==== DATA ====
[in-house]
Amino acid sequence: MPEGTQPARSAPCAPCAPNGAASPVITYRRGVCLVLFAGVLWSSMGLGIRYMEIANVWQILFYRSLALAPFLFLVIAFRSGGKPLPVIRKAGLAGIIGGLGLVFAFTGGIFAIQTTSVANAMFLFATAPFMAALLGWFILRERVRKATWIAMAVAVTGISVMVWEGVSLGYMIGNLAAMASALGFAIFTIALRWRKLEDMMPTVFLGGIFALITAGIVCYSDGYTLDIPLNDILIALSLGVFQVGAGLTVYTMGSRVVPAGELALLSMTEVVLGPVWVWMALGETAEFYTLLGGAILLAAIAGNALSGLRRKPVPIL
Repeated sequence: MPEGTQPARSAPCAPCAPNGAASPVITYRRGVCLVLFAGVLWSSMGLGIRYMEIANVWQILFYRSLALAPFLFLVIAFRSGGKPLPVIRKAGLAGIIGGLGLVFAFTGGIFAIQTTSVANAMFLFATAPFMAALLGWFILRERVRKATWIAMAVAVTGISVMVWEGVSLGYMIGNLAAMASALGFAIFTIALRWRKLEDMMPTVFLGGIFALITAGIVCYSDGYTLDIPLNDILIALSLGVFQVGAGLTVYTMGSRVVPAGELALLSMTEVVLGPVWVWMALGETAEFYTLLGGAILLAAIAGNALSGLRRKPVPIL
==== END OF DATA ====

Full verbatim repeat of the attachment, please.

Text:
[in-house]
Amino acid sequence: MPEGTQPARSAPCAPCAPNGAASPVITYRRGVCLVLFAGVLWSSMGLGIRYMEIANVWQILFYRSLALAPFLFLVIAFRSGGKPLPVIRKAGLAGIIGGLGLVFAFTGGIFAIQTTSVANAMFLFATAPFMAALLGWFILRERVRKATWIAMAVAVTGISVMVWEGVSLGYMIGNLAAMASALGFAIFTIALRWRKLEDMMPTVFLGGIFALITAGIVCYSDGYTLDIPLNDILIALSLGVFQVGAGLTVYTMGSRVVPAGELALLSMTEVVLGPVWVWMALGETAEFYTLLGGAILLAAIAGNALSGLRRKPVPIL
Repeated sequence: MPEGTQPARSAPCAPCAPNGAASPVITYRRGVCLVLFAGVLWSSMGLGIRYMEIANVWQILFYRSLALAPFLFLVIAFRSGGKPLPVIRKAGLAGIIGGLGLVFAFTGGIFAIQTTSVANAMFLFATAPFMAALLGWFILRERVRKATWIAMAVAVTGISVMVWEGVSLGYMIGNLAAMASALGFAIFTIALRWRKLEDMMPTVFLGGIFALITAGIVCYSDGYTLDIPLNDILIALSLGVFQVGAGLTVYTMGSRVVPAGELALLSMTEVVLGPVWVWMALGETAEFYTLLGGAILLAAIAGNALSGLRRKPVPIL